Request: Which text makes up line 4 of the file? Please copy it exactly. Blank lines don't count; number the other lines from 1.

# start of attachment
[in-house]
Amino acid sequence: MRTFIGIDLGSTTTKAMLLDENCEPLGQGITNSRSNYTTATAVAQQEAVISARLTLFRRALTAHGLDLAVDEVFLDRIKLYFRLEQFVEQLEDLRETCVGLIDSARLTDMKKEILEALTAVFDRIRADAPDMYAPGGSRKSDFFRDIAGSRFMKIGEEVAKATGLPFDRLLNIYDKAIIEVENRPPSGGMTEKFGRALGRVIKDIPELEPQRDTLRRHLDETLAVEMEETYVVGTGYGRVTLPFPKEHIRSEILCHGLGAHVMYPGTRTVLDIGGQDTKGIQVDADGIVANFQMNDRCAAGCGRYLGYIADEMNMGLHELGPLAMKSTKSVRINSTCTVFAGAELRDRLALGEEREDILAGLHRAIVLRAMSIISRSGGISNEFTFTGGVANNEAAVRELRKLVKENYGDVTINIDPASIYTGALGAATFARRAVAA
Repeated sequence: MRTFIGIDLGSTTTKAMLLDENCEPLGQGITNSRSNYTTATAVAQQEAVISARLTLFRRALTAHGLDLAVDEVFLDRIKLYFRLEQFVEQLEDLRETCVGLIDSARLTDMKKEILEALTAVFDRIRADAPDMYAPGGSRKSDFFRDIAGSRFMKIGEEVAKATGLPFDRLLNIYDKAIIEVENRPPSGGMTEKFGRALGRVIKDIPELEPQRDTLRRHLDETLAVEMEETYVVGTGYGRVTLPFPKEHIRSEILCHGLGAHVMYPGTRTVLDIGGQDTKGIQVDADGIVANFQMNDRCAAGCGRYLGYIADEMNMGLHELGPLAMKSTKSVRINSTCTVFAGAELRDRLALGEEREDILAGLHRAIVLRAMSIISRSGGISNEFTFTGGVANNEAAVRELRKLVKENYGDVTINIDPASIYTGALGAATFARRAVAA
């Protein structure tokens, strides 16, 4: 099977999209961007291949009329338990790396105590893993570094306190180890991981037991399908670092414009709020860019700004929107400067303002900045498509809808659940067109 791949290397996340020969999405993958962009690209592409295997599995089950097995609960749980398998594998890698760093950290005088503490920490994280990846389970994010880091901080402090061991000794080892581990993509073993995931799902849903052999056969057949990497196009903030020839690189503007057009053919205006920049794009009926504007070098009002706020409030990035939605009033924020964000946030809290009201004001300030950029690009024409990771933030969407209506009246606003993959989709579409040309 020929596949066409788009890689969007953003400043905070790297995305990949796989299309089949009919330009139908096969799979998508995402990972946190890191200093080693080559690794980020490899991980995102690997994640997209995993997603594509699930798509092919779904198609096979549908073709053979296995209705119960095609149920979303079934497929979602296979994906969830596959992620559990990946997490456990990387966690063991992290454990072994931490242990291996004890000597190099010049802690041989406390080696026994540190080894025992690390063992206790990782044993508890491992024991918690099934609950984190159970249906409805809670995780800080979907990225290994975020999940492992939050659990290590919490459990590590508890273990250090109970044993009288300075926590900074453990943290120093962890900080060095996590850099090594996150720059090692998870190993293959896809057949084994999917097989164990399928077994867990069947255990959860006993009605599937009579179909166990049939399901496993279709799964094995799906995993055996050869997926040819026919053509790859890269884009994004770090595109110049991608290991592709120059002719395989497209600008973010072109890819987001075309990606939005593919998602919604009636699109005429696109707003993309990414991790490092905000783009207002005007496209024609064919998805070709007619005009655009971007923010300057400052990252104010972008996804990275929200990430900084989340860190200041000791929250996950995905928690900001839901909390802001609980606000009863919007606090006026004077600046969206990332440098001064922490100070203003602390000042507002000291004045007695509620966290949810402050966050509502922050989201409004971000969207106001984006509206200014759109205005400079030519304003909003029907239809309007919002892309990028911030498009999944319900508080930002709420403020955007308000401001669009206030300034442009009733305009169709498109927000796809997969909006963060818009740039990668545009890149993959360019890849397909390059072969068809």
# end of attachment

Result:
């Protein structure tokens, strides 16, 4: 099977999209961007291949009329338990790396105590893993570094306190180890991981037991399908670092414009709020860019700004929107400067303002900045498509809808659940067109 791949290397996340020969999405993958962009690209592409295997599995089950097995609960749980398998594998890698760093950290005088503490920490994280990846389970994010880091901080402090061991000794080892581990993509073993995931799902849903052999056969057949990497196009903030020839690189503007057009053919205006920049794009009926504007070098009002706020409030990035939605009033924020964000946030809290009201004001300030950029690009024409990771933030969407209506009246606003993959989709579409040309 020929596949066409788009890689969007953003400043905070790297995305990949796989299309089949009919330009139908096969799979998508995402990972946190890191200093080693080559690794980020490899991980995102690997994640997209995993997603594509699930798509092919779904198609096979549908073709053979296995209705119960095609149920979303079934497929979602296979994906969830596959992620559990990946997490456990990387966690063991992290454990072994931490242990291996004890000597190099010049802690041989406390080696026994540190080894025992690390063992206790990782044993508890491992024991918690099934609950984190159970249906409805809670995780800080979907990225290994975020999940492992939050659990290590919490459990590590508890273990250090109970044993009288300075926590900074453990943290120093962890900080060095996590850099090594996150720059090692998870190993293959896809057949084994999917097989164990399928077994867990069947255990959860006993009605599937009579179909166990049939399901496993279709799964094995799906995993055996050869997926040819026919053509790859890269884009994004770090595109110049991608290991592709120059002719395989497209600008973010072109890819987001075309990606939005593919998602919604009636699109005429696109707003993309990414991790490092905000783009207002005007496209024609064919998805070709007619005009655009971007923010300057400052990252104010972008996804990275929200990430900084989340860190200041000791929250996950995905928690900001839901909390802001609980606000009863919007606090006026004077600046969206990332440098001064922490100070203003602390000042507002000291004045007695509620966290949810402050966050509502922050989201409004971000969207106001984006509206200014759109205005400079030519304003909003029907239809309007919002892309990028911030498009999944319900508080930002709420403020955007308000401001669009206030300034442009009733305009169709498109927000796809997969909006963060818009740039990668545009890149993959360019890849397909390059072969068809």